Costa Rica President Carlos Alvarado, his environment minister, Carlos Manuel Rodríguez and the Minister of Public Security, Michael Soto, have an ambitious goal for what will be the President’s first international tour.
Rounding out the Costa Rica delegation in Washington will be Adriana Murillo, Foreign Policy Director of the Foreign Ministry; and Román Macaya, Costa Rica’s ambassador to Washington.
Alvarado and Rodriguez will be in Washington D.C. on June 12 and 13, to ask the Pew Foundation, National Geographic and Conservation International to donate a cool million to Costa Rica to undertake sustainable fishing projects.
According to Rodríguez, the money would be used to promote transformations in fishing activities in coastal areas, specifically in tuna fishing.
Rodriguez explained that in the country this product is fished by an international fleet that has licenses for it for 60 years. He said that although these companies collect around US$60 million per year, they pay less than US$1 million to the country. He added that there are suspicions that 50% of the tuna is caught illegally.
The minister said the US$1 million donation would be the first part of other financial cooperation plans that they want to reach with these three international organizations.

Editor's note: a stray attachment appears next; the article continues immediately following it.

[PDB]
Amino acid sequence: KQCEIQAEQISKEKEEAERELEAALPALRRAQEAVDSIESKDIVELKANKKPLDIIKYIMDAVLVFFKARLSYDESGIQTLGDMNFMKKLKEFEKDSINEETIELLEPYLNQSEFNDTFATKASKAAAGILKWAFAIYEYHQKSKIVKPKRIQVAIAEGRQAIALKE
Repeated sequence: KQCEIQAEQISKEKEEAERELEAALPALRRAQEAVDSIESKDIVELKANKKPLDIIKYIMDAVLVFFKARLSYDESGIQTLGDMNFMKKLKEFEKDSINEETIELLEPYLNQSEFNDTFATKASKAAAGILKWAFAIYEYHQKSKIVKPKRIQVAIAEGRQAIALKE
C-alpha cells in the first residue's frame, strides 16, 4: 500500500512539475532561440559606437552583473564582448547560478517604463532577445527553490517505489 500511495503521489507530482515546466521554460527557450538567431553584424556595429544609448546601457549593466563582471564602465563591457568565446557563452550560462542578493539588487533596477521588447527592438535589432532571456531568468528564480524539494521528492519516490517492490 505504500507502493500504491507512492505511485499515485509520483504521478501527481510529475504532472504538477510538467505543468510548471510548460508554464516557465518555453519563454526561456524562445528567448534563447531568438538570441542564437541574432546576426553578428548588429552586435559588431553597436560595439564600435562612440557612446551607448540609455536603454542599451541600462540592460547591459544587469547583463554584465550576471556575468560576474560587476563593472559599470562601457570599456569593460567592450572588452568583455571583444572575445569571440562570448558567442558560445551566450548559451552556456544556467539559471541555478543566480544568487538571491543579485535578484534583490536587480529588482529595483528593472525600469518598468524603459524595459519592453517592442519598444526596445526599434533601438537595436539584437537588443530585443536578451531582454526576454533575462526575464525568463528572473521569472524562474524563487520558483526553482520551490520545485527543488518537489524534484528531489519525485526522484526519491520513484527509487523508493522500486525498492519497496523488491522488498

But fisheries is not the only item on the President’s agenda.
Carlos Alvarado will also meet with U.S. Senate and House representatives, as well with officials of the Inter-American Development Bank (IDB), the Organization of American States (OAS) and the Inter-American Dialogue.
Among the scheduled meetings for Alvarado are with Luis Alberto Moreno, president of the IDB to discuss related to public finances, citizen security, crime prevention, and de-carbonization of the economy and Senator Marco Rubio, who chairs the Commerce Subcommittee on Oceans, Atmosphere, Fisheries, and Coast Guard, as well as the Foreign Relations Subcommittee on Western Hemisphere, Transnational Crime, Civilian Security, Democracy, Human Rights and Global Women’s Issues.
Soto, for his part, will be taking part in high-level meetings with officials of the Drug Enforcement Administration (DEA).
In a statement, Casa Presidencial (Government House) said that the tour will be “austere”, without specifying the cost it will have. “This working visit aims to consolidate the cooperation of that country (the US), multilateral organizations and NGOs on priority issues for our administration as citizen security, combating organized crime and the de-carbonization of our economy,” said the statement.”
The Executive Branch describes the trip as “key”, as the first of the Alvarado Quesada administration to the United States.
The delegation will return to the country on the morning of June 14. That day, in the afternoon, Alvarado plans to meet with the former presidents of Costa Rica.